Lockheed Martin have completed the on-orbit testing of the second Advanced Extremely High Frequency (AEHF) military communications satellite, allowing for Satellite Control Authority (SCA) to be turned over to the US Air Force (USAF) team at Vandenberg Air Force Base in California for its operation role.
AEHF-2 was launched on May 4, by AV-031 – the United launch Alliance (ULA) Atlas V rocket in the 531 configuration – from Space Launch Complex 41 at the Cape Canaveral Air Force Station, Florida.
Advanced Extremely High Frequency, or AEHF, is a series of communications satellites being launched to supplement, and eventually replace, the earlier Milstar spacecraft, which were launched between 1994 and 2003. AEHF is designed to be secure, survivable, and resistant to attempted jamming, and will provide communications for the US military, as well as the armed forces of the United Kingdom, Canada, and the Netherlands.
Current plans will see two further launches increase the number of AEHF satellites in orbit to four; one satellite is already in orbit, one is awaiting launch, and a fourth is under construction.
Negotiations are underway regarding the procurement of two further satellites, increasing the number of spacecraft to six; the number which was originally planned before the programme was scaled back in favour of the now-cancelled Transformational Satellite Communications System, or TSAT.
AEHF-2 is a 6,170-kilogram (13,600 lb) spacecraft, which was constructed by Lockheed Martin, and is based on the A2100M satellite bus. Its communications payload, which was built by Northrop Grumman, provides an uplink at a frequency of 44 gigahertz in the Extremely High Frequency band, and a downlink at 20 gigahertz in the Super High Frequency band, with a variable data rate from 75 bits per second to 8.192 megabits per second.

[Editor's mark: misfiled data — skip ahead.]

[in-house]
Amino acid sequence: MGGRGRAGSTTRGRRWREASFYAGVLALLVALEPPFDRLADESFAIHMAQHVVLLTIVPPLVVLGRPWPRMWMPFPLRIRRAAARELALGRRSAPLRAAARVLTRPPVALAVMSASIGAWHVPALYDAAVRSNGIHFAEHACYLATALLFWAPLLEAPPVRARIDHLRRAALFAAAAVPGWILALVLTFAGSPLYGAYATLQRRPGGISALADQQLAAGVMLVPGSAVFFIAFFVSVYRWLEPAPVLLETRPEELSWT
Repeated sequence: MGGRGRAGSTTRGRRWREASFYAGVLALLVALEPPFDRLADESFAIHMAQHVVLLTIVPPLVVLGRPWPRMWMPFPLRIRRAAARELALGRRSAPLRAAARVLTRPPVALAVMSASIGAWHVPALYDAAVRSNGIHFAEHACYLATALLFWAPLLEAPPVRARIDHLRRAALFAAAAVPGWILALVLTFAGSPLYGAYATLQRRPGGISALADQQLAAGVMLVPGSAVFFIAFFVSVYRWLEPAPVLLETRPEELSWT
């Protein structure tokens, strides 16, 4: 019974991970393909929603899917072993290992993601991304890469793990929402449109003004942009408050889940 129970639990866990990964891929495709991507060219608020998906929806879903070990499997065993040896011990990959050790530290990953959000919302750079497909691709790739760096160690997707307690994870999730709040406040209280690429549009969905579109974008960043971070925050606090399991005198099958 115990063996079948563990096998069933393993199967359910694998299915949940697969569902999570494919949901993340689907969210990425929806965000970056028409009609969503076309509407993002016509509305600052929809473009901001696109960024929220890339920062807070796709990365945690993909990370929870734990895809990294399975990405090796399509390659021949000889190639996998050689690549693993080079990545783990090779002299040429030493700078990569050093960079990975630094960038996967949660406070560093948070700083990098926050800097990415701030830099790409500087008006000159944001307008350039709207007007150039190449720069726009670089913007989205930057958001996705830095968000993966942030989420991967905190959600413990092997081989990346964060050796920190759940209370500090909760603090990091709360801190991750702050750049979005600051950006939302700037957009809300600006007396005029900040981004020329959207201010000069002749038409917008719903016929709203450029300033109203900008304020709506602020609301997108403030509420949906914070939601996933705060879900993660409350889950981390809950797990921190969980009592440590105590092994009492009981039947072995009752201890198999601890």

The spacecraft’s propulsion system consists of an IHI Aerospace BT-4 liquid-fuelled apogee motor, a liquid-fuelled reaction control system, and a system of Hall current thrusters. Including research and development, AEHF-2 is estimated to have cost around two billion dollars.
The launch of AEHF-2 came 21 months after that of AEHF-1, which is now known as USA-214, in August 2010. The day after launch, USA-214 was expected to perform a manoeuvre to begin raising its orbit, however shortly after ignition its apogee motor failed.
Following another failed burn two days later, forcing engineers to devise an alternative plan to raise the satellite into its final orbit. Using its manoeuvring engines and Hall thrusters, the satellite finally arrived in geosynchronous orbit in late October last year; fourteen months after launch, and almost a year behind schedule.
The problems with USA-214 resulted in the launch of AEHF-2, which at the time of the first AEHF launch was scheduled for February 2011, being delayed to ensure that it would not be affected by the same problem, and to allow testing of USA-214 in orbit. The next launch, that of AEHF-3, is expected to occur in September next year.
So far, AEHF-2 is enjoying its life in space, completing the key milestone of on-orbit testing.
“Completion of on-orbit testing and handover of AEHF-2 is a critical milestone for the Air Force and our nation,” said Dave Madden, Director of the Military Satellite Communications Systems Directorate at the U.S. Air Force’s Space and Missile Systems Center.
“The AEHF satellites on orbit and those planned for launch will play a pivotal role in our national security for years to come.”
As noted, Lockheed Martin is currently under contract to deliver four AEHF satellites and the Mission Control Segment. The program has begun advanced procurement of long-lead components for the fifth and sixth AEHF satellites.
“The U.S. Air Force, Lockheed Martin and Northrop Grumman AEHF team performed a thorough and efficient on orbit test campaign for this critical satellite, and AEHF-2 is performing exceptionally well,” added Mark Calassa, Lockheed Martin’s vice president and AEHF program manager.
“With the first two AEHF satellites now on orbit, the Department of Defense is well on its way to augmenting, improving and expanding its critical military satellite communications architecture to meet increasing demand from users worldwide.”
(Images: Lockheed Martin and ULA).